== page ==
Control of neglected tropical diseases (NTDs) is suggested to be more cost-effective when drugs are co-administered through a single integrated delivery system rather than separate systems. An essential prerequisite for such efficiency gains is sufficient geographical overlap of the targeted diseases – lymphatic filariasis (LF), onchocerciasis, schistosomiasis, soil-transmitted helminth infection and trachoma. Lack of data on geographical NTD distribution currently hampers the implementation of integrated control in many African countries. To generate the required data quickly and efficiently, integrated surveys of several NTDs simultaneously have been recommended. However, experience with integrated surveys is limited and requires additional research on cost and effectiveness to inform improvements in methodology and to guide scaleup. This study analyses costs of the first integrated NTD survey round in Southern Sudan, generating average costs per implementation unit surveyed. Cost estimates are presented for use of the existing survey method and for modified versions. Key cost drivers were found to be survey consumables and personnel. The authors suggest that these inputs could be reduced or put to more efficient use by modifying sampling for LF. To generate comparable cost estimates and identify key cost drivers in other settings we provide detailed cost data and guidance on how to replicate this work.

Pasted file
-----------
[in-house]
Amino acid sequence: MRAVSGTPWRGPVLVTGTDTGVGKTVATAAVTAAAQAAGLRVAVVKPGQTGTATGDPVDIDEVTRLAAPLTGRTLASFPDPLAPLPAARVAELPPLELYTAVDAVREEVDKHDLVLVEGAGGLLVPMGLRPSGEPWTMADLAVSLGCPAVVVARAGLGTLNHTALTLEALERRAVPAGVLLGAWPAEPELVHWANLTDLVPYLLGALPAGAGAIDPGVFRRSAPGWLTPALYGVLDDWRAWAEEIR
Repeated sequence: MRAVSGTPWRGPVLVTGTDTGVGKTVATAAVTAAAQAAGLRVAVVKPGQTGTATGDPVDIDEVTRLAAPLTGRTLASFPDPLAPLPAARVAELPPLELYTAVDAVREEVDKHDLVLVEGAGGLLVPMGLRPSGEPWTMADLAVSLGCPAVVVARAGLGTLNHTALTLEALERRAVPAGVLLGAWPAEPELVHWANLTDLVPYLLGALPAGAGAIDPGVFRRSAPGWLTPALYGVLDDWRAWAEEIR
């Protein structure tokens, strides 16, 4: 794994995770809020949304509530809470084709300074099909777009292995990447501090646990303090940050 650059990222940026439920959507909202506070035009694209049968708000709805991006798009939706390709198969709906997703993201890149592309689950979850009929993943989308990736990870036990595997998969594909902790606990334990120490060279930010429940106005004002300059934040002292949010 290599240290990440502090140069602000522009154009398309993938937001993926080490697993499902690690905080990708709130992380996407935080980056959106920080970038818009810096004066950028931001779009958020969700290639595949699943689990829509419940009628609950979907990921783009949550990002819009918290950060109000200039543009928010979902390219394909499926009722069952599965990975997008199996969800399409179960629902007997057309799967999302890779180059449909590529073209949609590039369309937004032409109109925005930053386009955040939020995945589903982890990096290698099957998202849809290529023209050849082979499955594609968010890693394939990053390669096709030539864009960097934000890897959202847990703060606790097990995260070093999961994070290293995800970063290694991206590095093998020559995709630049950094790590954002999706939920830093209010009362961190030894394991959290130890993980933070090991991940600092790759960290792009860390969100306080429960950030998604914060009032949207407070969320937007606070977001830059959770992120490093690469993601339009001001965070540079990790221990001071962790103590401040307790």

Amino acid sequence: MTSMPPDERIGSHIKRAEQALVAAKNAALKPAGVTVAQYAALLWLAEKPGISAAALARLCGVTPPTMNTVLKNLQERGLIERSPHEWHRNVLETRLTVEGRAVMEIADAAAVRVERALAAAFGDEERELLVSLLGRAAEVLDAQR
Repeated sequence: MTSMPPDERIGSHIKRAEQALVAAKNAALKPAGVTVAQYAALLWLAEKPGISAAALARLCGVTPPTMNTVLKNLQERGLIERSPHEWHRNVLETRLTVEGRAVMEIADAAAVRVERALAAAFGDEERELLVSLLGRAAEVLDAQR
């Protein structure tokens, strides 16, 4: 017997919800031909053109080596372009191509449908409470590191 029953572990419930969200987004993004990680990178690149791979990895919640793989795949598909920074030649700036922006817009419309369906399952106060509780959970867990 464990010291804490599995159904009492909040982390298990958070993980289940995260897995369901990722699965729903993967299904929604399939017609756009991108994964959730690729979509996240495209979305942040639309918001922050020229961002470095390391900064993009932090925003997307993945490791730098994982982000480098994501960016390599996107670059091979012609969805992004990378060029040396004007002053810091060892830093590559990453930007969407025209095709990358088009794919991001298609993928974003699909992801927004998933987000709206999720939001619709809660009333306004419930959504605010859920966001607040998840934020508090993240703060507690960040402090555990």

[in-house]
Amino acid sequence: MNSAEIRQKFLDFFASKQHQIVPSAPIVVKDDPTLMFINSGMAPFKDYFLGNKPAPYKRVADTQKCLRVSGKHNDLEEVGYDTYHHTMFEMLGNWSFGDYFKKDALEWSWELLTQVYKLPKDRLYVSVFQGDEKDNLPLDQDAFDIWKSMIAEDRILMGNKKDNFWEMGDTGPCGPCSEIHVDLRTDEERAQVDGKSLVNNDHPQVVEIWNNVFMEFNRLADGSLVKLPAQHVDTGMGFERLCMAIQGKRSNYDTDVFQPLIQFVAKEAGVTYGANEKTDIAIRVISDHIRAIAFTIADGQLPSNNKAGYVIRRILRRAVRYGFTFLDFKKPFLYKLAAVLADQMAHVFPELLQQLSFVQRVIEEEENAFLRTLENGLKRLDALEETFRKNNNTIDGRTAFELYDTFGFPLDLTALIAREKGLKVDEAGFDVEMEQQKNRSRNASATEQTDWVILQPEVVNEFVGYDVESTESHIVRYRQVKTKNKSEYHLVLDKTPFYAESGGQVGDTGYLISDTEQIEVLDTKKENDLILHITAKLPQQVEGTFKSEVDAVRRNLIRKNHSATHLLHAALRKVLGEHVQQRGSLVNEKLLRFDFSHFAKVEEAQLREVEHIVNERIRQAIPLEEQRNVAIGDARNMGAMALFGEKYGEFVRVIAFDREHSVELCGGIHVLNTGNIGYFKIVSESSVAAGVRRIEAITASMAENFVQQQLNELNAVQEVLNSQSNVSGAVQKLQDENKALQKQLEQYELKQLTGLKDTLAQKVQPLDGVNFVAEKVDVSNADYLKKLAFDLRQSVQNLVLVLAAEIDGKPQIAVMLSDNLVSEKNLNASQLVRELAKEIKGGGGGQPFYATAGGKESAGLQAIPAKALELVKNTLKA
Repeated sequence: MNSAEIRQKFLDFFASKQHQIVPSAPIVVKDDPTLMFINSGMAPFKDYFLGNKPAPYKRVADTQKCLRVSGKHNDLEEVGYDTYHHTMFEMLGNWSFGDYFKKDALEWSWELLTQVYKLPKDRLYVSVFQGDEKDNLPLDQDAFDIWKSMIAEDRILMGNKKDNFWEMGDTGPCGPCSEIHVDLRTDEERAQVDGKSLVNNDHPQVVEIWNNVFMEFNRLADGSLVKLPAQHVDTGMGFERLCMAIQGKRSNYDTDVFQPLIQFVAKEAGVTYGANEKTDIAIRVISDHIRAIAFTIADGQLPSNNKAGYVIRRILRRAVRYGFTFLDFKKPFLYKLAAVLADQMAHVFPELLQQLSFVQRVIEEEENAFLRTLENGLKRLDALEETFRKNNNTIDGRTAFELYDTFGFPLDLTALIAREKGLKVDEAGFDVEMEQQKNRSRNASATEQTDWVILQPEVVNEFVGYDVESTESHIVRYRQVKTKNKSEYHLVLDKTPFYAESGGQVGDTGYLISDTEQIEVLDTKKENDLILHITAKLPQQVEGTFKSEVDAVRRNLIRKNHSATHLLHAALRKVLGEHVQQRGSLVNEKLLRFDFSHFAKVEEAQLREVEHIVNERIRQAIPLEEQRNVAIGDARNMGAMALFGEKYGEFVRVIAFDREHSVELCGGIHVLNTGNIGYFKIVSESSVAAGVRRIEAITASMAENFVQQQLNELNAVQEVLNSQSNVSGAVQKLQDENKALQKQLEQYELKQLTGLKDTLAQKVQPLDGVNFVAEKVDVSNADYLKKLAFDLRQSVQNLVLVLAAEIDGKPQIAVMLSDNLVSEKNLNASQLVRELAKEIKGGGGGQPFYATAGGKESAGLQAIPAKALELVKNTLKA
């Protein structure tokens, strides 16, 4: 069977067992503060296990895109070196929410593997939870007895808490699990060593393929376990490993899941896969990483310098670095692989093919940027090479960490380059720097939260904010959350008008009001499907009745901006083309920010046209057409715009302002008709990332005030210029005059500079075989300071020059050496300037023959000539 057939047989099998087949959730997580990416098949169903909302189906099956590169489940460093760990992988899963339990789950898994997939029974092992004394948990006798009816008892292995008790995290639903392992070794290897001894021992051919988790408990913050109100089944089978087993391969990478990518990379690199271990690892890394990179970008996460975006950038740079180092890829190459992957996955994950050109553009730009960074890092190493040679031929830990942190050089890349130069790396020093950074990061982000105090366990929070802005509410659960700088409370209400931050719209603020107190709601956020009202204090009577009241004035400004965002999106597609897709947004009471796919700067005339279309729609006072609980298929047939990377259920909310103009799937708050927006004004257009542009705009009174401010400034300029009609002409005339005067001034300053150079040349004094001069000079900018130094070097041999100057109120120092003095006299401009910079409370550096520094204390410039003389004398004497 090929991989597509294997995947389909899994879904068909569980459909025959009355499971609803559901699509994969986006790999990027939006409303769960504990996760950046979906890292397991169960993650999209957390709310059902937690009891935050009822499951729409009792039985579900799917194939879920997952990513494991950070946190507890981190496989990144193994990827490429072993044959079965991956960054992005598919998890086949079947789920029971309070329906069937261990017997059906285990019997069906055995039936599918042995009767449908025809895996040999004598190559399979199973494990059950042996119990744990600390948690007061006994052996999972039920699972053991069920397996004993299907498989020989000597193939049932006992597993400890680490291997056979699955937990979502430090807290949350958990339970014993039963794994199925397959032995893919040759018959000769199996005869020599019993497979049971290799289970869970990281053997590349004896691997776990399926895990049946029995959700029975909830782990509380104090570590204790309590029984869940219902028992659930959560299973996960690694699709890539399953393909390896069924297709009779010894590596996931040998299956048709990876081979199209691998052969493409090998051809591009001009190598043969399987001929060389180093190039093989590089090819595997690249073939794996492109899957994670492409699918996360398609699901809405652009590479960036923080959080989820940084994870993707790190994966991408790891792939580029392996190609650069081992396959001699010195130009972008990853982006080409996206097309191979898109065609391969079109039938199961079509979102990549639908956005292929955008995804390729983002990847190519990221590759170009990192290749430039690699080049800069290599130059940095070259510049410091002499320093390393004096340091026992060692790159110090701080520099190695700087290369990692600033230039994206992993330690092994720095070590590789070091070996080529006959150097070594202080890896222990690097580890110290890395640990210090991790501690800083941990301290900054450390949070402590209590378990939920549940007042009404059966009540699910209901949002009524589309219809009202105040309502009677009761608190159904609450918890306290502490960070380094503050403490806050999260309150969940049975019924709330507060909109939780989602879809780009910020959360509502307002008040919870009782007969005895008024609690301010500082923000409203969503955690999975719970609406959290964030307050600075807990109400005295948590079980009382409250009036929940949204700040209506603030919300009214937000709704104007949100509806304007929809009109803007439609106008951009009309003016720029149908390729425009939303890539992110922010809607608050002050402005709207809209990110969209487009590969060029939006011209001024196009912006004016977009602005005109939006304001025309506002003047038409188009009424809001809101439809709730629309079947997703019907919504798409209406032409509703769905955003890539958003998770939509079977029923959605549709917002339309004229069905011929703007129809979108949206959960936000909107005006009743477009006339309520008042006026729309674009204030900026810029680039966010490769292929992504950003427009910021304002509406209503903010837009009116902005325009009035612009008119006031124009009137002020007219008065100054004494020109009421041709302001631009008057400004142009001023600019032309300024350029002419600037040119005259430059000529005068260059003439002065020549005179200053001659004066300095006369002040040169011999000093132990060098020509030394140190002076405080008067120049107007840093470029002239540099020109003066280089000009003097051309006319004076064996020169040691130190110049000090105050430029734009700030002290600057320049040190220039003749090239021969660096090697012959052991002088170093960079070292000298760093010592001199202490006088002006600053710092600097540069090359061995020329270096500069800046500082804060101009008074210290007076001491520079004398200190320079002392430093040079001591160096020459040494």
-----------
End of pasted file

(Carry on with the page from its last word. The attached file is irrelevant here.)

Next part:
Citation: PLoS Neglected Tropical Diseases, 2010; 4(7): e745.
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